In 2022, NASA’s Transiting Exoplanet Survey Satellite (TESS) detected a planet orbiting a red dwarf star located 22 light-years away in Eridanus. When the planet, designated LTT 1445 A c, was discovered, scientists could not initially determine its mass.
But recent studies indicate the planet may be approximately Earth-sized, making it a prime candidate for further study by the James Webb Space Telescope and other instruments. The current understanding is that this curious exoplanet has a mass about 1.5 times that of Earth, and a diameter about 1.1 times that of our planet, making it a so-called super-Earth, as planetary scientists categorize them.
Astronomers studying exoplanets, planets orbiting stars other than our Sun, employ a variety of methods to determine a planet’s location and some basic data, such as its size, density, orbital period, and so on.
A common method used to detect exoplanets is called the transit method. This involves detecting the miniscule dip in light which we receive from a planet’s host star when that planet passes in front of it. Think of how waving your hand back and forth in front of a flashlight reduces the shine across the room, but on a much different scale. Even massive planets are tiny next to their stars, and at a distance of light-years, the resolution required to detect the dip in light is enormous.
As such, a truly powerful instrument is required, which is where TESS comes in. This space telescope, launched in 2018, is designed to detect transiting planets (hence the name) and to study their characteristics.
But if an exoplanetary system is not aligned well so that we can see transits, data will be hard to collect. This was thought to be the case with LTT 1445 A c, where TESS recorded what scientists call a “grazing transit.”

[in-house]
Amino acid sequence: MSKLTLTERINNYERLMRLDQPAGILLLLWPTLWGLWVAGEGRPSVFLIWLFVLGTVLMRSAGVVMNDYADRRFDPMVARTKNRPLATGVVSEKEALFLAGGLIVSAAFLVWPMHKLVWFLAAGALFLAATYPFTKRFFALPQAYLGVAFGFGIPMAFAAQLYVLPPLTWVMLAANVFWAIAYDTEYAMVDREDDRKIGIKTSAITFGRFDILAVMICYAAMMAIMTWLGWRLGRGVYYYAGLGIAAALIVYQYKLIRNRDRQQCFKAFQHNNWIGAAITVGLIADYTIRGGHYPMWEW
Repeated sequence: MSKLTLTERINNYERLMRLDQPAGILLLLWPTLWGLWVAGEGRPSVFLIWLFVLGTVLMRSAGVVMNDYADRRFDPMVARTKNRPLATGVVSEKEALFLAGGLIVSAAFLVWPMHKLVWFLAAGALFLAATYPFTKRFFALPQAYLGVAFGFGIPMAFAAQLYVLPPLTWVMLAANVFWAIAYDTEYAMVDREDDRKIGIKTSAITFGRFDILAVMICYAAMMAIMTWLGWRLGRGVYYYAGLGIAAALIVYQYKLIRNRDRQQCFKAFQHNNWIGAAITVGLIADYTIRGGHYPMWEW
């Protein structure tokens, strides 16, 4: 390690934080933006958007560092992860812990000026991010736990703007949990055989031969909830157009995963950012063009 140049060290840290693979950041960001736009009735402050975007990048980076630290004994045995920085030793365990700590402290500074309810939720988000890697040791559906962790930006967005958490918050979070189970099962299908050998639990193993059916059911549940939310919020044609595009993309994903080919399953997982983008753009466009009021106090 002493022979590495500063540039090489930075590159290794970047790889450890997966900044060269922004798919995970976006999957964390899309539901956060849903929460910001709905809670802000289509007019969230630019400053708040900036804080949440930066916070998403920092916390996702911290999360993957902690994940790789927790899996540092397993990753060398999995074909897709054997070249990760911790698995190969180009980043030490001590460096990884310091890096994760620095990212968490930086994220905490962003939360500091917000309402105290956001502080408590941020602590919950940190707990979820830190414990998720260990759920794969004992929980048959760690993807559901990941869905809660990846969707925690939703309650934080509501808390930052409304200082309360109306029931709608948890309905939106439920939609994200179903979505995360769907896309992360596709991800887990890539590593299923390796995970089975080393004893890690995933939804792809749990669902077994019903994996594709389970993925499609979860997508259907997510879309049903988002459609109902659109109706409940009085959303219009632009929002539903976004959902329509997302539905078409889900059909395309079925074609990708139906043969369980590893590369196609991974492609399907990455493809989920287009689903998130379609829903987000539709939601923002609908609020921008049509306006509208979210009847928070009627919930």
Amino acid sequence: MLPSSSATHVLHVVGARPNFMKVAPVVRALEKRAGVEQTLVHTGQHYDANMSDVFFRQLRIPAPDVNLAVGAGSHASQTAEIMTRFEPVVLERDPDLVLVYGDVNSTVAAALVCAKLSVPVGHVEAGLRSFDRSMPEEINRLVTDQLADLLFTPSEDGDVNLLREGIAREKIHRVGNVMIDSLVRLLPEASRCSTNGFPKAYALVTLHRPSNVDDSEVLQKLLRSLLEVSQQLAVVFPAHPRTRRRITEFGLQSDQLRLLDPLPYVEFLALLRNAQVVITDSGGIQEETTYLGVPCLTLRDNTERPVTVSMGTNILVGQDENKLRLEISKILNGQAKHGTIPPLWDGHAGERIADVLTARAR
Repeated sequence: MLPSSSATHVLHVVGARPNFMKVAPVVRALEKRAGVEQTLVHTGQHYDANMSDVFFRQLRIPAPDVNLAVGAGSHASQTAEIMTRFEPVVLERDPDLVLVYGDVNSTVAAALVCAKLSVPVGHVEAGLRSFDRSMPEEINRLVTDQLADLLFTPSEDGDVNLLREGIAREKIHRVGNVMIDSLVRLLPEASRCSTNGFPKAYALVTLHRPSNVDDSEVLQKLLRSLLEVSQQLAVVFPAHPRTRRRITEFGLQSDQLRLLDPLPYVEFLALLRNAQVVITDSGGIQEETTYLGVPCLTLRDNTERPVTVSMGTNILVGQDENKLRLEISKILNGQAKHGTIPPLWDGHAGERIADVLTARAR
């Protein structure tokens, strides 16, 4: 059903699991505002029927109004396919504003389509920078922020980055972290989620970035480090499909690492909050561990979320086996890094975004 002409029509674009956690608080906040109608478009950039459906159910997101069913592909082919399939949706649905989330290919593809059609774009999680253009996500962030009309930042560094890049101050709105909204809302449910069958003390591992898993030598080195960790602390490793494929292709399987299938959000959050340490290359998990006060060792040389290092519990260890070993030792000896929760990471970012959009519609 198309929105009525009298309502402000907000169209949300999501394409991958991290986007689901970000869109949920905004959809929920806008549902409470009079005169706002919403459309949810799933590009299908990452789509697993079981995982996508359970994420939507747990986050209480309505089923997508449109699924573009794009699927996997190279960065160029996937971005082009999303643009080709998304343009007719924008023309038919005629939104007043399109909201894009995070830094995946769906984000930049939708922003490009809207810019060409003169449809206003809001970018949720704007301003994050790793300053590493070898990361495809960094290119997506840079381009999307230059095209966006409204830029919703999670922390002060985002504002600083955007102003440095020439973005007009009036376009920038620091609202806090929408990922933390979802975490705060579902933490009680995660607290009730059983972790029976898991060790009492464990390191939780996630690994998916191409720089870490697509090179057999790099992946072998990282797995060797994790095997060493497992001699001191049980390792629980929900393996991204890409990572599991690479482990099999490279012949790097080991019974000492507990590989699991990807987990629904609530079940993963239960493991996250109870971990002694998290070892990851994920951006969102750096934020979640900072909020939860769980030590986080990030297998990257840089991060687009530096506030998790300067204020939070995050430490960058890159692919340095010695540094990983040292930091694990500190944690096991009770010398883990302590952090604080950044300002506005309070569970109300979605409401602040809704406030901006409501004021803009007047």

Emily Pass, an astronomer at the Center for Astrophysics at Harvard University, says, “There was a chance that this system has an unlucky geometry and if that was the case, we wouldn’t measure the right size.” A planet’s mass (and approximate size) can be deduced with the transit method by taking the mass of its star and determining how much light the planet blocks, along with its orbital period. But without well-defined orbital characteristics, this is impossible.
Realizing limitations with the TESS data, Pass and her collaborators turned to another instrument, the Hubble Space Telescope. They used Hubble to make high-resolution observations that helped to determine the planet’s orbit was not a grazing transit. This allowed a much more accurate calculation of the planet’s diameter. This allowed the team to calculate the planet’s diameter at approximately 1.1 times that of Earth.
Because LTT 1445 A c orbits so close to its M dwarf star, its surface temperature is likely around 500° F (260° C), making it as hot as a pizza oven.
LTT 1445 A c offers an interesting target for future studies. “Transiting planets are exciting since we can characterize their atmospheres with spectroscopy,” says Pass. “We are looking forward to follow-on observations that will allow us to better understand the diversity of planets around other stars.”